Whether you’re in vacation mode or enjoying everyday outdoor activities during the summer, it’s important to protect yourself from excessive sun exposure, which can lead to sunburn, premature aging, and skin cancer. However, moderate sun exposure is critical for maintaining a healthy body and mind.
“The amount of light that hits you [tells your body] when to eat, what to eat and when to reproduce,” explain researchers T. S. Wiley, PhD, and Bent Formby, PhD, authors of Lights Out: Sleep, Sugar, and Survival. “Light-and-dark cycles turn hormone production on and off, activate your immune system, and time neurotransmitter release daily, and especially seasonally.”
Along with supporting circadian health, sun exposure also boosts your mood and vitamin D levels, which are critical to overall healthy function.
So, how can you be smart about sun exposure? Try these tips from our experts:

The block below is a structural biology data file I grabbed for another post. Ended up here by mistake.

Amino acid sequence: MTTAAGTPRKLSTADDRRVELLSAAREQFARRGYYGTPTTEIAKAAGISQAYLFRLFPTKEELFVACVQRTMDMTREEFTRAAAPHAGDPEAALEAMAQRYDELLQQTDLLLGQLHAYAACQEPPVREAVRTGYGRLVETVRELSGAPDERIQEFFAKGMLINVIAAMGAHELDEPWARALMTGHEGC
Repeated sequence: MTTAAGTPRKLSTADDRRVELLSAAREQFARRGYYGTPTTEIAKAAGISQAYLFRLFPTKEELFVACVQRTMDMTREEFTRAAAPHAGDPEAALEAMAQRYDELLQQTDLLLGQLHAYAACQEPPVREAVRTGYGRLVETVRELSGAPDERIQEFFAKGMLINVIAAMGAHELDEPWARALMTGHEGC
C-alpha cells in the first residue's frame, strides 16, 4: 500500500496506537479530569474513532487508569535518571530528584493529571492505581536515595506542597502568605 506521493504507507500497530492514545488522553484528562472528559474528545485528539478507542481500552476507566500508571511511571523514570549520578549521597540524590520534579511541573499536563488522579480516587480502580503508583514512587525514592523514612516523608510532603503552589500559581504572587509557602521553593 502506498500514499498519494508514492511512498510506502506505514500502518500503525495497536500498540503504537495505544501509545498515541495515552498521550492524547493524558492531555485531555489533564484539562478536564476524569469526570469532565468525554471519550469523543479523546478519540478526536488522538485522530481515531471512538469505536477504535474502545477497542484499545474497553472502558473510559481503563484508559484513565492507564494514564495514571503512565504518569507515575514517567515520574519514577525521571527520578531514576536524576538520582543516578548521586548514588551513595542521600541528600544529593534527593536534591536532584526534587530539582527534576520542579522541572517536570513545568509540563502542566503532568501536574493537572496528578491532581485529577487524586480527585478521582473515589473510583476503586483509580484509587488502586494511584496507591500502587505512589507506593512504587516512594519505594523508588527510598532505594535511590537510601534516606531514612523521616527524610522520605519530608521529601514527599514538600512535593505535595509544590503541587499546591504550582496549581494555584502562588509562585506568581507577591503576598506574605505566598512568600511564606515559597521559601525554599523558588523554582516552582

- Be mindful of the time of day. Early morning sunlight is helpful for circadian health — and UV light tends to be less intense during these hours as well. However, depending on your skin type, midday sun may be best if you won’t have other outdoor opportunities during the day. (Learn more here.)
- Aim for 15 minutes or less of direct sunlight when not wearing any sun protection.
- Shop for nontoxic, mineral-based sunscreens. (For a list of safer sunscreens, download the Environmental Working Group’s annual “Guide to Sunscreens” here.)
- Apply sunscreen liberally and often, about every two hours when in direct sunlight, and following swimming.
- Allow your eyes some time outdoors without sunglasses to support mood, but wear sunglasses that filter both UVA and UVB radiation (marked as 100 percent UV or UV 400 protection) .
- If you have a family history of skin cancer, be mindful to avoid excessive sun exposure and burns, advises Gregory Plotnikoff, MD, MTS, FACC, medical director of the Penny George Institute for Health and Healing in Minneapolis.
- Wear wide-brim hats and lightweight UV-protective clothing to best shield your skin from the sun. Seek the shade on days when the heat or UV index is particularly high.